Being almost the new year, it is a good time to reflect. Personally, this has been a tough year with aging parents running into serious health issues. One of the things that happens when you have the final visit is the chance to see some of the old photographs, and one of the ones my father kept and scanned is from when I was a scout. It made me think about the differences between when I was a scout and the experience my sons are having as scouts today.
The photo is from a scouting exposition that Chester County Council had in 1975. My troop elected to do a pioneering and a cooking demonstration. As SPL I delegated the cooking to my ASPL, and organized the pioneering project. We knew that the pioneering demonstration had to be stable on a parking lot without guy lines or stakes. We wanted it to be spectacular. The picture shows the results. In the background is an ugly tower – but clearly scout designed and scout-built. It was also taller than the competition, and stable enough for visitors to climb. The foreground shows the competition (our rival troop – but a more or less friendly rivalry – both troops are still in existance in that district so I won’t give the numbers). They had built a spectacular, adult-engineered, set of projects. However, their projects couldn’t handle traffic. You may notice that they are looking across the parking lot at our tower in disbelief – we actually won! They are also looking at their ScoutMaster – (well really adult acting as SPL) – who ran the troop very efficiently.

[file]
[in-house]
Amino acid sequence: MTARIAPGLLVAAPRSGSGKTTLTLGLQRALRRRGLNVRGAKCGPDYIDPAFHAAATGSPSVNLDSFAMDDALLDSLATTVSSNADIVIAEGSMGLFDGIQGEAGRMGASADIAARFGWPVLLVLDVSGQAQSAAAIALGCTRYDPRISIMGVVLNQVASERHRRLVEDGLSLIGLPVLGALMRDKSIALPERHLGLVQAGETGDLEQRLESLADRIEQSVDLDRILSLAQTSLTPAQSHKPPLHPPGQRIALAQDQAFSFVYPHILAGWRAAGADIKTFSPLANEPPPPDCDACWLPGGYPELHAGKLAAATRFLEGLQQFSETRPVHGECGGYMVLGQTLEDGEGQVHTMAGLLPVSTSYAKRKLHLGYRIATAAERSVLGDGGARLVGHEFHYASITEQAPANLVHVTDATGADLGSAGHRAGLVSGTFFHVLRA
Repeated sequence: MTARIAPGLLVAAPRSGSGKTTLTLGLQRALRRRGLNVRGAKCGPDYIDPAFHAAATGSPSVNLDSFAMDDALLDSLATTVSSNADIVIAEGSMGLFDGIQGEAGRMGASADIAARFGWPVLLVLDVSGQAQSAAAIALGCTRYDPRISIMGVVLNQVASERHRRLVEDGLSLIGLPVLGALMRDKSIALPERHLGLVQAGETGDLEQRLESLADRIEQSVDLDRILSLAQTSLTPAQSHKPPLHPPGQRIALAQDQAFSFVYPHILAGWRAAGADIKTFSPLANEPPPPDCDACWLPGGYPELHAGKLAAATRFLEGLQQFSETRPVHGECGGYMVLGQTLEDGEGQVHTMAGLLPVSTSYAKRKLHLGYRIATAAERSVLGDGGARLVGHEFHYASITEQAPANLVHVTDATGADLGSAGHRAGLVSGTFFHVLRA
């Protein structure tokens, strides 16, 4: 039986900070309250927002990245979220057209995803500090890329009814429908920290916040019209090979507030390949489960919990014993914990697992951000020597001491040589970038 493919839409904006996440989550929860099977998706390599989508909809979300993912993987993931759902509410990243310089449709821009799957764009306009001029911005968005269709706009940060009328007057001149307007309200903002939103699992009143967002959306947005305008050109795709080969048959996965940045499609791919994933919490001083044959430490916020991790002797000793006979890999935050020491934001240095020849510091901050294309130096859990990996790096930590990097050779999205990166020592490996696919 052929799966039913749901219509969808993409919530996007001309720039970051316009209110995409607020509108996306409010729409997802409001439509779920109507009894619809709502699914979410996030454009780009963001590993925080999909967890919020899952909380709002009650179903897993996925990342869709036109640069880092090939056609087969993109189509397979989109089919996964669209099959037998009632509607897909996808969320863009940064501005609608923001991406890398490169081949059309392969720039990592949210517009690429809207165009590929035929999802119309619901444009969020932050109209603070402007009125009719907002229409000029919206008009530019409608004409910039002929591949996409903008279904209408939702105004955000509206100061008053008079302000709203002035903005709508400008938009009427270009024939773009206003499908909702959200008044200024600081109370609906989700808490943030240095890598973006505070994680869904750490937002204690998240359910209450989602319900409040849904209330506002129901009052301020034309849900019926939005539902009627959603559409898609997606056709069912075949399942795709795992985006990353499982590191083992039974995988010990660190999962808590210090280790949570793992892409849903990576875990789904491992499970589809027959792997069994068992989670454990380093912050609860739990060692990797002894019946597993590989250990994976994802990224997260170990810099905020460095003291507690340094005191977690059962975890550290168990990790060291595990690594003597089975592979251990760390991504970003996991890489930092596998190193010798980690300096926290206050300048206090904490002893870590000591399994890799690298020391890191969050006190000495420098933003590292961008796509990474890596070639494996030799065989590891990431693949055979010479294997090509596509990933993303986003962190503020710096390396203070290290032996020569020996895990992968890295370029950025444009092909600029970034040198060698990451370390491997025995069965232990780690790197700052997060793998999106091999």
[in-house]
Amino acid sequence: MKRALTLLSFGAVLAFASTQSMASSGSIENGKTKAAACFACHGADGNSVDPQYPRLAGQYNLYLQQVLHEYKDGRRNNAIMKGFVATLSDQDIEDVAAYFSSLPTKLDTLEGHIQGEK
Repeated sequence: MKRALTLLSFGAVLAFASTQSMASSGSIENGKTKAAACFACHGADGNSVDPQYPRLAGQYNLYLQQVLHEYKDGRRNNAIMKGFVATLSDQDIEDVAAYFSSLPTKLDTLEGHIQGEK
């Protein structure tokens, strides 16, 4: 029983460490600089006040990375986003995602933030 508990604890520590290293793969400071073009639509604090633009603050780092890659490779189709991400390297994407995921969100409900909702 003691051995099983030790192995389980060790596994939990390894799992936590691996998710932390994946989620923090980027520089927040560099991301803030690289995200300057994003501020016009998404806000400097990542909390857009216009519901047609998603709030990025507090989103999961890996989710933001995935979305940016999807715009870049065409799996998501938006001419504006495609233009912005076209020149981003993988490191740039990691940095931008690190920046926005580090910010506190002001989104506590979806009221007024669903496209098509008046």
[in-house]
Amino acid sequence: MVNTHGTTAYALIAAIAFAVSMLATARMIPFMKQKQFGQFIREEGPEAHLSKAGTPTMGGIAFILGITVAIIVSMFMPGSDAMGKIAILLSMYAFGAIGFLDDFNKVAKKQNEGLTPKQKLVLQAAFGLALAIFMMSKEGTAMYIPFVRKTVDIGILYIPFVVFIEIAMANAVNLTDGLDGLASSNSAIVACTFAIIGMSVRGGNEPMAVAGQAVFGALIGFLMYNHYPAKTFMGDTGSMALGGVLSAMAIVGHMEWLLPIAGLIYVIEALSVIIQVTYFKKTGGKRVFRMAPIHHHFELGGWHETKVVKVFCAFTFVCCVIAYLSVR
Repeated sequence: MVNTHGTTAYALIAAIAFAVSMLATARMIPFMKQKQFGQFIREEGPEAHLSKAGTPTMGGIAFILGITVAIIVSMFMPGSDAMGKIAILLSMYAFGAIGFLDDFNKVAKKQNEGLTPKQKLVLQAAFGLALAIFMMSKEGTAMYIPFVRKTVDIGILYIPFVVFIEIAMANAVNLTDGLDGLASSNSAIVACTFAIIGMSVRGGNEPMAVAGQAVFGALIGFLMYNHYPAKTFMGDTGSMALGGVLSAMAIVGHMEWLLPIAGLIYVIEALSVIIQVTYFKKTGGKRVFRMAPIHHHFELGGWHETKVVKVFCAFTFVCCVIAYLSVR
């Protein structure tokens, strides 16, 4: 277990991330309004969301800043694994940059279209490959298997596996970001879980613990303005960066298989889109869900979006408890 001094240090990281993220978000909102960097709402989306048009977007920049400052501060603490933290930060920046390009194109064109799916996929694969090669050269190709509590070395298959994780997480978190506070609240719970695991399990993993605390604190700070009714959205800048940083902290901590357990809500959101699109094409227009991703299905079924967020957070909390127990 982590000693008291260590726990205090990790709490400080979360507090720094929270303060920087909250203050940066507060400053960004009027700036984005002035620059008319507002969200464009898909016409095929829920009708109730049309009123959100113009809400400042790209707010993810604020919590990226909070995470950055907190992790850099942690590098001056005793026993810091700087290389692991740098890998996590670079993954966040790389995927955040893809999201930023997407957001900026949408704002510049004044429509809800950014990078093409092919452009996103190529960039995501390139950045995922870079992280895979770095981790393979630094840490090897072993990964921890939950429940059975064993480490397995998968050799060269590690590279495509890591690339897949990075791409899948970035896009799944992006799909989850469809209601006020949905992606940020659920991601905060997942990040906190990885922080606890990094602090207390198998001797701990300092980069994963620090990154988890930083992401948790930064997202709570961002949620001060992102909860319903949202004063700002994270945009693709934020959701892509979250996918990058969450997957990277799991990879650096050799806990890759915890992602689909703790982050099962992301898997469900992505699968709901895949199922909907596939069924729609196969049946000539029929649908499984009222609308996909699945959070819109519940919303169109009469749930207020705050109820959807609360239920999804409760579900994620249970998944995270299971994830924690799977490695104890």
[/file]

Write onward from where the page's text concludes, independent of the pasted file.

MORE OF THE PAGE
We really had a scout-run troop – much more so than either of my son’s. (although in fairness I think both troops are trying to move in that direction, and one has made great strides). So what is the difference? Why did we pull it off?
- One possibility is that parents, schools and teachers were far less protective. I could carry my scout knife in my pocket to elementary, middle and high school and no one cared. Heck, in high school I brought a machete in as a prop for a class play (for Laeretes to fence with Hamlet). I think the extra freedom allowed us to develop a sense of responsibility – mom or dad wasn’t there to fix it all the time.
- Another possibility was our meeting time. We met Saturday morning. This let us have a stronger outdoor program than we usually do today. We pretty much were guarantied two outdoor events a month -a hike and a campout. I think this may have been important as the troops that met on a weekday evening were much less scout run than ours.
- Kids were less scheduled. Sure there was little league, but that was only in spring and early summer. Basically you got home from school and entertained yourself until dinner time.
- The patrols camped as patrols. The patrols cooked as patrols. If there wasn’t a troop campfire then we had patrol fires
- Patrols met separately from the troop meeting and planned for their events without adult supervision. If you messed up – well you messed up. (one of the reasons that I didn’t do the food at that exposition was that I messed up badly the first time I was a patrol leader on food planning for a campout).
- Scouts were involved in planning the year at all levels. The current standard approach is that the scoutmaster and the patrol leaders council meet and then the scoutmaster presents the plans to the troop committee. We just met together and bounced ideas off each other.
- Older scouts were allowed and encouraged to plan their own “high adventure” trips. Sort of like venturers today.
Some things were the same and cannot be the root cause of problems. Adults were around. When we went on an outing the drivers and assistant scoutmasters were there. Like today, they camped as an “adult patrol” off on the side, but they kept an eye on us. In fact, the times we had trouble were when the adult supervision failed. It wasn’t uncommon for one of the adults to meander through the patrol area and check that everything was OK. I don’t think boys were fundamentally any different than then.